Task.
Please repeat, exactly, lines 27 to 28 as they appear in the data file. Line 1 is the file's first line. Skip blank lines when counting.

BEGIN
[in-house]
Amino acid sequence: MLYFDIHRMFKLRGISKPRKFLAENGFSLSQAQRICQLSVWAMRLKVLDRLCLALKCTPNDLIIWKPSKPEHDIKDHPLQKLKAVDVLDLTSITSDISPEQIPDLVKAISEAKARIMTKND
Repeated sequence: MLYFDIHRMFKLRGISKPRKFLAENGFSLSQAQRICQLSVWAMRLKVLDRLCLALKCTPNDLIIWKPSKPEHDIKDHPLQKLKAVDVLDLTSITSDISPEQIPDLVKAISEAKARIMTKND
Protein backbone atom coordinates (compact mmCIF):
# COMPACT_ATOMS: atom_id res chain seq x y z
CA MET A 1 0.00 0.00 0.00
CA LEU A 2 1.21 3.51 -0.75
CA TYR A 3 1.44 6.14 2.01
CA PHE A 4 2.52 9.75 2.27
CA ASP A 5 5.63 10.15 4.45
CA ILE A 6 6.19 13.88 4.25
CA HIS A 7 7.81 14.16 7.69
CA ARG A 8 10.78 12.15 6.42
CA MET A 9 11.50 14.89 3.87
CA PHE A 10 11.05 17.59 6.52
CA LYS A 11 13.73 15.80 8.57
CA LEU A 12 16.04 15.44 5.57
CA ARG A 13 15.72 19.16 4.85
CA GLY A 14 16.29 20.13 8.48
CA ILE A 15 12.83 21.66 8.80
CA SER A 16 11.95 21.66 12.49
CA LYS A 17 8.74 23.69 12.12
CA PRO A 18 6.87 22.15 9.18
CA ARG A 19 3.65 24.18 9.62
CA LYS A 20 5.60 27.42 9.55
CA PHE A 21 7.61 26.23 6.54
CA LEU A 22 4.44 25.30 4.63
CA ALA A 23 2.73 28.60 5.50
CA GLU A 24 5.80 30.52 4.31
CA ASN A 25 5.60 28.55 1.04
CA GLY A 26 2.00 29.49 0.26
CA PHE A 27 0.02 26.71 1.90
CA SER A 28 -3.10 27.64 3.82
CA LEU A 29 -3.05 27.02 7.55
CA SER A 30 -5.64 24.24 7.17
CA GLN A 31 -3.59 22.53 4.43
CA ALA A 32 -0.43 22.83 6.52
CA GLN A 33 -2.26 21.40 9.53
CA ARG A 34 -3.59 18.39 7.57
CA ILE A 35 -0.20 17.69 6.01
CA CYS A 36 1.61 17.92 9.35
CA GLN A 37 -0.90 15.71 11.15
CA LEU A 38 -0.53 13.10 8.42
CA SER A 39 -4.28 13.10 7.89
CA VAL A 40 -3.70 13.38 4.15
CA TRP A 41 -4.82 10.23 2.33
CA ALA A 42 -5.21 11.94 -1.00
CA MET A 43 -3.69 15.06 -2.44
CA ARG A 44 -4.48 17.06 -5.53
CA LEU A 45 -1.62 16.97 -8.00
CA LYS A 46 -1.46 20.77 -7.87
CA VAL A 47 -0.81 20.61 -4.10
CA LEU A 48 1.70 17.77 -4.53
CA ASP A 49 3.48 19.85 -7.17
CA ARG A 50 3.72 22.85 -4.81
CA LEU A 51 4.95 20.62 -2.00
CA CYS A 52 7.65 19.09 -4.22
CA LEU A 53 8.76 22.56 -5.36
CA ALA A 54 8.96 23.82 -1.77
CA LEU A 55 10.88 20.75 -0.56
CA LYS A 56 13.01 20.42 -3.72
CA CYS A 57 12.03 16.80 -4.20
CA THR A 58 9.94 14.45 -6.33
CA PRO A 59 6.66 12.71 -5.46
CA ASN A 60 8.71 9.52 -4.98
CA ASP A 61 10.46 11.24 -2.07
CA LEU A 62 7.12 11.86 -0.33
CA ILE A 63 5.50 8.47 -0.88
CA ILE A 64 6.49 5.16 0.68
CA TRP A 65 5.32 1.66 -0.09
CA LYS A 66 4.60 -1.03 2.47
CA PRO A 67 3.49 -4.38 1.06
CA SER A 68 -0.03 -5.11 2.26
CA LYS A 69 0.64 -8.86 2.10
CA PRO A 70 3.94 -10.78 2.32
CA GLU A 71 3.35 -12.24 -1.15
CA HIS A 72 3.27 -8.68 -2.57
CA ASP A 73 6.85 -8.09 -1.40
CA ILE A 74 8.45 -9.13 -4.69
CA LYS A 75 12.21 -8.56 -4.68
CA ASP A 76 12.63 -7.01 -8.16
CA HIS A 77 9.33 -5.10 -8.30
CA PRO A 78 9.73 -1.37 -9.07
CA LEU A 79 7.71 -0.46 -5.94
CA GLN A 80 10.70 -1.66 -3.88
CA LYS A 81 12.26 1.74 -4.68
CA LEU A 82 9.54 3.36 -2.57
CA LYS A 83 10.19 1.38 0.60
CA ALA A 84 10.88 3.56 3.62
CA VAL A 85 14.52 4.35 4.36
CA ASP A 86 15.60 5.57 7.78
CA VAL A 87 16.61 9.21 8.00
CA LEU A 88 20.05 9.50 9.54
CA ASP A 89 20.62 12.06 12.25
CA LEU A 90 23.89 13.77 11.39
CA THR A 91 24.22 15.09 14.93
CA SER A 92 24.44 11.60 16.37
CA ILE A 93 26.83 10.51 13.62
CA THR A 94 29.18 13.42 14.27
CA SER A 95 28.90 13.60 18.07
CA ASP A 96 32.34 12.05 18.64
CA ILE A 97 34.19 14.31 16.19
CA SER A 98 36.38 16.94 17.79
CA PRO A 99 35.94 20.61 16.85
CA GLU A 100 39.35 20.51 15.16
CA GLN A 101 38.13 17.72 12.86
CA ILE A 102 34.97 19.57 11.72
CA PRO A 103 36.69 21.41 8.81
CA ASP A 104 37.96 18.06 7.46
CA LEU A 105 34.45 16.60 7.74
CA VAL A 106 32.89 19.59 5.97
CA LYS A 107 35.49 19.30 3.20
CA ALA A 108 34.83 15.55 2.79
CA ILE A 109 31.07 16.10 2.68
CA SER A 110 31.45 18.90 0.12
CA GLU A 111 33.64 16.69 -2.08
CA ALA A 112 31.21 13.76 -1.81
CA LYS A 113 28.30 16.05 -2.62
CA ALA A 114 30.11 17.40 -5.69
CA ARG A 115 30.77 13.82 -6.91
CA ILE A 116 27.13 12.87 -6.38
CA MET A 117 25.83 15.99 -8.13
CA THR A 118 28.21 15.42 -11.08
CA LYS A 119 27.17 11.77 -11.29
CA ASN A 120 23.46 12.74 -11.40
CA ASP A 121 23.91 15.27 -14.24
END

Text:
CA LEU A 22 4.44 25.30 4.63
CA ALA A 23 2.73 28.60 5.50